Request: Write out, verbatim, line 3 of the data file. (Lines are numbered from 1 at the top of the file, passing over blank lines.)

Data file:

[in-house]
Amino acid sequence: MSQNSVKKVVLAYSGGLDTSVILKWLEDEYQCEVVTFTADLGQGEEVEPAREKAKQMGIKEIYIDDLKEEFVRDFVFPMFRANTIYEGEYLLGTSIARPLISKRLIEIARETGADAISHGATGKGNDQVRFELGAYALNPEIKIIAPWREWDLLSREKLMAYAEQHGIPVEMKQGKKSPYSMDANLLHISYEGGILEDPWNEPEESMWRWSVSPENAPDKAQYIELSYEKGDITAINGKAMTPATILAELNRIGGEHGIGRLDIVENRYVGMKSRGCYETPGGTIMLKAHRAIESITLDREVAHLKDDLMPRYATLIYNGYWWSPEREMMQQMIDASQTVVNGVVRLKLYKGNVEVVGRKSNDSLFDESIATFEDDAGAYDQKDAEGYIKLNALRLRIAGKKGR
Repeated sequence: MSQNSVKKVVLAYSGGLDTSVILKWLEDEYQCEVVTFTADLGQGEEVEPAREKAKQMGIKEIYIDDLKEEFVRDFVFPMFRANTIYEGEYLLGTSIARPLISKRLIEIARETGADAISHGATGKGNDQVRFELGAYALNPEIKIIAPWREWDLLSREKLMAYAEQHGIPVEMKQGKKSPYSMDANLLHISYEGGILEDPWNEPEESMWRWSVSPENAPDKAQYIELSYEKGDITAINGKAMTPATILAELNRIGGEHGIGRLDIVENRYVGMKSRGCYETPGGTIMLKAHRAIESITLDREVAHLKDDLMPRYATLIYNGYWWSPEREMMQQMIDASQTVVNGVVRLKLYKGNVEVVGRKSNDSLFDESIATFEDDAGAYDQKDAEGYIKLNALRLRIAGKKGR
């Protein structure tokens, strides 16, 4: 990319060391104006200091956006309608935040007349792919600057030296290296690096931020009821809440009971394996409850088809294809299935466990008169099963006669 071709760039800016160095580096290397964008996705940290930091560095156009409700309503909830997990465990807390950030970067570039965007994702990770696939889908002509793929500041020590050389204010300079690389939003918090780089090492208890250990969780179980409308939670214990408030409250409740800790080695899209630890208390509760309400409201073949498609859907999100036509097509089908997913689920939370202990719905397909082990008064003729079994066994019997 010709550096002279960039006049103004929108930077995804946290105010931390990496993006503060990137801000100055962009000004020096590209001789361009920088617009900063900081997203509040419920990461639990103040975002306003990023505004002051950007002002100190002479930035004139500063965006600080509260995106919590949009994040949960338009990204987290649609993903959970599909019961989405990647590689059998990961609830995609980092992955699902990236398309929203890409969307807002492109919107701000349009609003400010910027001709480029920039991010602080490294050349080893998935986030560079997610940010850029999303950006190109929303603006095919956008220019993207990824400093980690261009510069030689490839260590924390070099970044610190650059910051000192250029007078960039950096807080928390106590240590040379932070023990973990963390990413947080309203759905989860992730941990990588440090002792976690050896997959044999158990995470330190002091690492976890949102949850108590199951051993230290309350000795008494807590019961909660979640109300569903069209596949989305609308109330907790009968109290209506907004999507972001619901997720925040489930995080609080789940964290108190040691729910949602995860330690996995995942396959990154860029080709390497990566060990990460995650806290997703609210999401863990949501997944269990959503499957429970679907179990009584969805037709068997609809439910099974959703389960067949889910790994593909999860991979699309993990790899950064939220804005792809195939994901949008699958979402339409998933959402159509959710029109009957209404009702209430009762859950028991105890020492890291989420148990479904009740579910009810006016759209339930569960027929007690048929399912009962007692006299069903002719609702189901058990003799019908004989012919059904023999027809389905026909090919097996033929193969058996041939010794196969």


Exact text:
Repeated sequence: MSQNSVKKVVLAYSGGLDTSVILKWLEDEYQCEVVTFTADLGQGEEVEPAREKAKQMGIKEIYIDDLKEEFVRDFVFPMFRANTIYEGEYLLGTSIARPLISKRLIEIARETGADAISHGATGKGNDQVRFELGAYALNPEIKIIAPWREWDLLSREKLMAYAEQHGIPVEMKQGKKSPYSMDANLLHISYEGGILEDPWNEPEESMWRWSVSPENAPDKAQYIELSYEKGDITAINGKAMTPATILAELNRIGGEHGIGRLDIVENRYVGMKSRGCYETPGGTIMLKAHRAIESITLDREVAHLKDDLMPRYATLIYNGYWWSPEREMMQQMIDASQTVVNGVVRLKLYKGNVEVVGRKSNDSLFDESIATFEDDAGAYDQKDAEGYIKLNALRLRIAGKKGR